As many of my readers know, I have consistently made the case for the re-absorption of the PMUA into the city’s operation. I have taken this position out of concern for the rate payers, and out of a genuine concern for the frontline employees whose jobs have been threatened by the mismanagement of resources of the PMUA and the conspicuous consumption of its retired executives.
The recent proposal by PMUA commissioners to furlough the frontline employees in order to pay for the egregious over $1 million settlement paid to the retired employees, coupled with the very harsh rebuke from the commissioner of the Department of Community Affairs, makes this issue impossible for anyone to remain silent on.
Thus, it is important for the workers of the PMUA to recognize their real enemy. It is not those on the council, including me, who want very much to protect their jobs by absorbing them into the city’s work force. The enemies of the PMUA workers are those who would have them furloughed in order to pay for a settlement that is hard for even supporters of the PMUA to swallow. PMUA frontline employees are being deceived and bamboozled by those leaders who have gotten fat from gluttony at the public trough and contempt for rate payers.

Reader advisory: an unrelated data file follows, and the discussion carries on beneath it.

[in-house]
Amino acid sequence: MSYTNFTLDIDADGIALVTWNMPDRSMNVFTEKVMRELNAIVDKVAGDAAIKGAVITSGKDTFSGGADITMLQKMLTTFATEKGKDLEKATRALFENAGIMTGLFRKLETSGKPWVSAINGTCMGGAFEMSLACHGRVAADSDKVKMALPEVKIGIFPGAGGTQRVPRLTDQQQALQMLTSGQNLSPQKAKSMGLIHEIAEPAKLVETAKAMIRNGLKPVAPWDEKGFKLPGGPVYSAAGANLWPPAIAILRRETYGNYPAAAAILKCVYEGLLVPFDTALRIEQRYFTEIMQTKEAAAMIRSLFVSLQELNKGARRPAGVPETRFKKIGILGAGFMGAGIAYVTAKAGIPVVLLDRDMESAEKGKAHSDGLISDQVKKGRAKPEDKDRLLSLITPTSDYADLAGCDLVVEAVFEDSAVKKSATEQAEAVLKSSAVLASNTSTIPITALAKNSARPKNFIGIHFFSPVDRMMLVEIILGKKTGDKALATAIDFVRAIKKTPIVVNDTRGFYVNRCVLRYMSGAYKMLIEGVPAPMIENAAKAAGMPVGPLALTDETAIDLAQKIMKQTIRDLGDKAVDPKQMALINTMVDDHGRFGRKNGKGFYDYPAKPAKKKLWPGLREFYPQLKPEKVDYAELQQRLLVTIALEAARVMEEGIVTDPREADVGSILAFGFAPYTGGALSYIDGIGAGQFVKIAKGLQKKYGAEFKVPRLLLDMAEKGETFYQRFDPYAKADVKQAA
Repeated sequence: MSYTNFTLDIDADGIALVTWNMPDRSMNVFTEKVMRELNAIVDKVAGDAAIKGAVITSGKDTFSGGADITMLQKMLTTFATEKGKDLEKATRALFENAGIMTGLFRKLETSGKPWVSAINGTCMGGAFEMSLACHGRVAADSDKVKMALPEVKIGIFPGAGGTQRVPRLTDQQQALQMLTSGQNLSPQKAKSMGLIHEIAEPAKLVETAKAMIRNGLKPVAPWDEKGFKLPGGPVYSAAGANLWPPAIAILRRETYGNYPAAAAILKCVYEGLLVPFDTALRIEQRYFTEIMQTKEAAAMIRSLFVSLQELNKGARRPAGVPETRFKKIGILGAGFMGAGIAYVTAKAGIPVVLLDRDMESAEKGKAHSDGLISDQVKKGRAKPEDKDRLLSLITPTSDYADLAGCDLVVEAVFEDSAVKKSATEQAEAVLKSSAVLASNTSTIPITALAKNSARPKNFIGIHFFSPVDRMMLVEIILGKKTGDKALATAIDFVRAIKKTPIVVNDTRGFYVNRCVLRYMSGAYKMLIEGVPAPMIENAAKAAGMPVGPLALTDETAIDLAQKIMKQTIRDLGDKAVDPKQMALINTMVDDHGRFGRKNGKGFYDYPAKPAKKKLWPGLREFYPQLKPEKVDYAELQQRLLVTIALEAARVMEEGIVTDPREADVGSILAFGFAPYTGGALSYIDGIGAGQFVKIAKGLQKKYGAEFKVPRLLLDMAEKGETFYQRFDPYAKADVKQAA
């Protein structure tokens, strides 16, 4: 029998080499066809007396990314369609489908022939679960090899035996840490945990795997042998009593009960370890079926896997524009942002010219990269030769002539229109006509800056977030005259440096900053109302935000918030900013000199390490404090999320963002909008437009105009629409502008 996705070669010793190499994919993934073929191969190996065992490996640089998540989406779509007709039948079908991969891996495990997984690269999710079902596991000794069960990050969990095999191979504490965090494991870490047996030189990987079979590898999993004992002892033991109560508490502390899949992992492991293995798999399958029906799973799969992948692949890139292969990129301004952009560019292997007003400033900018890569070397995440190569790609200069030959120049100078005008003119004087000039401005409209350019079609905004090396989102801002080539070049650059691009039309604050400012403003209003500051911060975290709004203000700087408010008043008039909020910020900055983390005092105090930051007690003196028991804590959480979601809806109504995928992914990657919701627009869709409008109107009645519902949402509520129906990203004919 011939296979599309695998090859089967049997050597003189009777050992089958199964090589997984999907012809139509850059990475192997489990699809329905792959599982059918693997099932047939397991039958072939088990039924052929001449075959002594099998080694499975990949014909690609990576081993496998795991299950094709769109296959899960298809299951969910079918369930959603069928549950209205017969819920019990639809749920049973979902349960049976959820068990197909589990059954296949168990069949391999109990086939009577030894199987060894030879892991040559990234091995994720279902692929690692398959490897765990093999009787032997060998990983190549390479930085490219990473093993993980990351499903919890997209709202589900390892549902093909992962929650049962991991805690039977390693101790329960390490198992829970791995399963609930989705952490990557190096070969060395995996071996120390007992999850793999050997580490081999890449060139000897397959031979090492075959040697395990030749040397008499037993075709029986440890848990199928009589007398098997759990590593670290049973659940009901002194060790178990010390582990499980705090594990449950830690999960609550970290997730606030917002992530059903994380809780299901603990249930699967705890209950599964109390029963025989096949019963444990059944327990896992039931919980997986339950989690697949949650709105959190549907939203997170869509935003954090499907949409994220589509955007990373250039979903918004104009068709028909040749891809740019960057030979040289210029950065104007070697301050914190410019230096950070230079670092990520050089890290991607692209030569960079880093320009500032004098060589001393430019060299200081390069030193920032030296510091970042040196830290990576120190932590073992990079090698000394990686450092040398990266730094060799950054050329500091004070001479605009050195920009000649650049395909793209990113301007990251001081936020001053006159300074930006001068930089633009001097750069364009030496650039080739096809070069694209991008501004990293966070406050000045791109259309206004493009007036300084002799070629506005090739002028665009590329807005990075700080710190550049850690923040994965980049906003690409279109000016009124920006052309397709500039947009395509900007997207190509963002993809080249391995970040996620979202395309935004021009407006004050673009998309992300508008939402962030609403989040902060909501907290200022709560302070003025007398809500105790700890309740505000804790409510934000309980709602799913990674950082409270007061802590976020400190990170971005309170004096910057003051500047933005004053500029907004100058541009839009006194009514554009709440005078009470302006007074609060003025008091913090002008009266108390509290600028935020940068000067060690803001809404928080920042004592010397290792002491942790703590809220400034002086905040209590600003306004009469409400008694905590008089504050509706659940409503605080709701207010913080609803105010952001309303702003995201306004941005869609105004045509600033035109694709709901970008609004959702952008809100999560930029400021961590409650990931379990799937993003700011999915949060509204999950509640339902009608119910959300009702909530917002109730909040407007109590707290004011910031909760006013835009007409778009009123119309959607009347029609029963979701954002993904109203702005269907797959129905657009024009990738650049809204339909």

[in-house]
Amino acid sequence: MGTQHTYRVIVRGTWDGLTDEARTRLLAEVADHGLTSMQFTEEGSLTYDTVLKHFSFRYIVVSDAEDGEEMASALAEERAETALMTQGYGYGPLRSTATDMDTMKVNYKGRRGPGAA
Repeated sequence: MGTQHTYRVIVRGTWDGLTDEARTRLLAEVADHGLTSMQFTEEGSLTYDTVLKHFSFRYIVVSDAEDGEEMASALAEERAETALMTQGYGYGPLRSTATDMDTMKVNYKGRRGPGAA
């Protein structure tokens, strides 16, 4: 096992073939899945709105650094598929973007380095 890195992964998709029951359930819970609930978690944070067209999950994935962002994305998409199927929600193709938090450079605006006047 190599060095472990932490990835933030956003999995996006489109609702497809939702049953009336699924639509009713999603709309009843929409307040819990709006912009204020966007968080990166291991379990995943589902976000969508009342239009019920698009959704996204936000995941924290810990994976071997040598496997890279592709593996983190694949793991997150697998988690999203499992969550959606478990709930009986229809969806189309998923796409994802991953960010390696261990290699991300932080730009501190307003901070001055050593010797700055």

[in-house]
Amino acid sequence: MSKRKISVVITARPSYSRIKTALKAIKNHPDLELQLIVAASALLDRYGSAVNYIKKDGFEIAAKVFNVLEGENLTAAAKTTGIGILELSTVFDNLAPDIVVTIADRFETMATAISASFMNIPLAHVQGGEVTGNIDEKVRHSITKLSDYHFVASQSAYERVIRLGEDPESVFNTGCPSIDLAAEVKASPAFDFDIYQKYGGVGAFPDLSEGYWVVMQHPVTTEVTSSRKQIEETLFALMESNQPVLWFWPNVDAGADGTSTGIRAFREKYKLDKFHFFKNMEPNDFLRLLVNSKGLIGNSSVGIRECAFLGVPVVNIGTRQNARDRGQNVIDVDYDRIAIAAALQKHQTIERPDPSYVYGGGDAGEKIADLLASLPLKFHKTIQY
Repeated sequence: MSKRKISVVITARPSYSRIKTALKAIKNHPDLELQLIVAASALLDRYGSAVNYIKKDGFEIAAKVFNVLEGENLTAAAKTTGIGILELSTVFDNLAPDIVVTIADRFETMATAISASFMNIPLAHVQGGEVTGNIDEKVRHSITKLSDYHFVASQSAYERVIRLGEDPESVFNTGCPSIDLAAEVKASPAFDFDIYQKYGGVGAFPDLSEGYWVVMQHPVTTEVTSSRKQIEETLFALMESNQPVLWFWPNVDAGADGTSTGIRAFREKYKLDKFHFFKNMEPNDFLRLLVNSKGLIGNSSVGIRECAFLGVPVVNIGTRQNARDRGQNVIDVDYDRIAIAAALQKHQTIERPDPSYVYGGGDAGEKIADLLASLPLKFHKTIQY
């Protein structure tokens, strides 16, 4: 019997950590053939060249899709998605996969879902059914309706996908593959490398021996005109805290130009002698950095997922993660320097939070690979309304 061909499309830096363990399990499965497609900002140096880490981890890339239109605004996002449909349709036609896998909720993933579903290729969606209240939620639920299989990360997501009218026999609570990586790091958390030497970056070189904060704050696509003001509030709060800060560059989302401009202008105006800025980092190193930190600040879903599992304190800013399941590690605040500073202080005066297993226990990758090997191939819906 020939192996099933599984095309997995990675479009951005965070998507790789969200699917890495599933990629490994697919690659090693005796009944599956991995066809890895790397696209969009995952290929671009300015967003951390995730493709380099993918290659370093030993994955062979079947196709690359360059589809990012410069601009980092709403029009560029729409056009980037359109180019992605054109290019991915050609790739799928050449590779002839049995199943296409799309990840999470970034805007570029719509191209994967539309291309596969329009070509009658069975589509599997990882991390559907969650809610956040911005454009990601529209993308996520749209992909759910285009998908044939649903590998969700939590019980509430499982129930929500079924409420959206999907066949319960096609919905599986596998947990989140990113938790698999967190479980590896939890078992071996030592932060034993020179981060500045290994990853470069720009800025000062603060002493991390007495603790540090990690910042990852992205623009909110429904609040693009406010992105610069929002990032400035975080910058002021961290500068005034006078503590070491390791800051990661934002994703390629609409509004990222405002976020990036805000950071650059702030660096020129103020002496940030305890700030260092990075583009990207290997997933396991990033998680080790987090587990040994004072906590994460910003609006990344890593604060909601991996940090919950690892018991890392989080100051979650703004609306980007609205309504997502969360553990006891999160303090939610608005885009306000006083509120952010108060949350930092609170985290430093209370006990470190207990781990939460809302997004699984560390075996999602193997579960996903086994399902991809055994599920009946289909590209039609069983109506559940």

I was appalled when I learned that the PMUA executives offered to haul the solid waste of a municipality with a population of 65,000 for a mere $8 million, while charging the 50,000 residents of Plainfield $12 million. How is this fair to our struggling ratepayers? The municipality with the population of 65,000 currently contracts out its solid waste for $4 million. Needless to say, the PMUA’s former executives were laughed out of town with their $8 million proposal.
This example clearly demonstrates how the PMUA leaders have priced themselves out of the solid waste market, making it impossible to attract external customers while at the same time rendering the authority a burden to rate payers in Plainfield and a threat to the future of its frontline employees if is not reined in.
Therefore, I say no to the proposed furloughing of PMUA employees, and no to the very bad and misguided idea the PMUA commissioners suggested of having the workers pay for the $1 million plus payout to the retired executives. I say yes to absorbing the PMUA frontline employees into the city’s workforce; yes to reduced rates, and yes to tax relief for homeowners.
I am for reining in the PMUA and protecting the jobs of its frontline employees.